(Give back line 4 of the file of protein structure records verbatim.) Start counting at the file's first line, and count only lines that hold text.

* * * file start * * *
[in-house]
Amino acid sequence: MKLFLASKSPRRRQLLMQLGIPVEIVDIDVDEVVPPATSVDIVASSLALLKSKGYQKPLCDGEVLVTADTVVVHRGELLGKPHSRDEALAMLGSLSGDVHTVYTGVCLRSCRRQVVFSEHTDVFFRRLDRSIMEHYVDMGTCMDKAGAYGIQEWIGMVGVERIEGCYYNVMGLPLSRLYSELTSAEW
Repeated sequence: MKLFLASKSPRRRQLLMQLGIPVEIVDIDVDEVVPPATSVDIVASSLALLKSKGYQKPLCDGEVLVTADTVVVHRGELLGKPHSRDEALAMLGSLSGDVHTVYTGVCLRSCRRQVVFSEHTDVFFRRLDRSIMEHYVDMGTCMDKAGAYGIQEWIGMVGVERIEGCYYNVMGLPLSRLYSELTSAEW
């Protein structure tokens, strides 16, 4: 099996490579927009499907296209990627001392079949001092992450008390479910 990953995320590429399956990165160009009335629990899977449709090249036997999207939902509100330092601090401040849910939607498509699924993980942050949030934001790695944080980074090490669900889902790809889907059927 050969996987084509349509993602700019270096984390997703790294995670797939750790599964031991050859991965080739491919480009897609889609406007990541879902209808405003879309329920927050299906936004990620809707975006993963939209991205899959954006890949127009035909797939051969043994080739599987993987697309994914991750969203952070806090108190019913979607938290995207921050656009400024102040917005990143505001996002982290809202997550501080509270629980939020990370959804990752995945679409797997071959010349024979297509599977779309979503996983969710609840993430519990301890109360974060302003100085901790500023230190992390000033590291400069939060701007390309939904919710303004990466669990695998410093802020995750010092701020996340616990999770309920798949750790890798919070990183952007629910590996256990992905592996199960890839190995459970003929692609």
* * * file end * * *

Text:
């Protein structure tokens, strides 16, 4: 099996490579927009499907296209990627001392079949001092992450008390479910 990953995320590429399956990165160009009335629990899977449709090249036997999207939902509100330092601090401040849910939607498509699924993980942050949030934001790695944080980074090490669900889902790809889907059927 050969996987084509349509993602700019270096984390997703790294995670797939750790599964031991050859991965080739491919480009897609889609406007990541879902209808405003879309329920927050299906936004990620809707975006993963939209991205899959954006890949127009035909797939051969043994080739599987993987697309994914991750969203952070806090108190019913979607938290995207921050656009400024102040917005990143505001996002982290809202997550501080509270629980939020990370959804990752995945679409797997071959010349024979297509599977779309979503996983969710609840993430519990301890109360974060302003100085901790500023230190992390000033590291400069939060701007390309939904919710303004990466669990695998410093802020995750010092701020996340616990999770309920798949750790890798919070990183952007629910590996256990992905592996199960890839190995459970003929692609």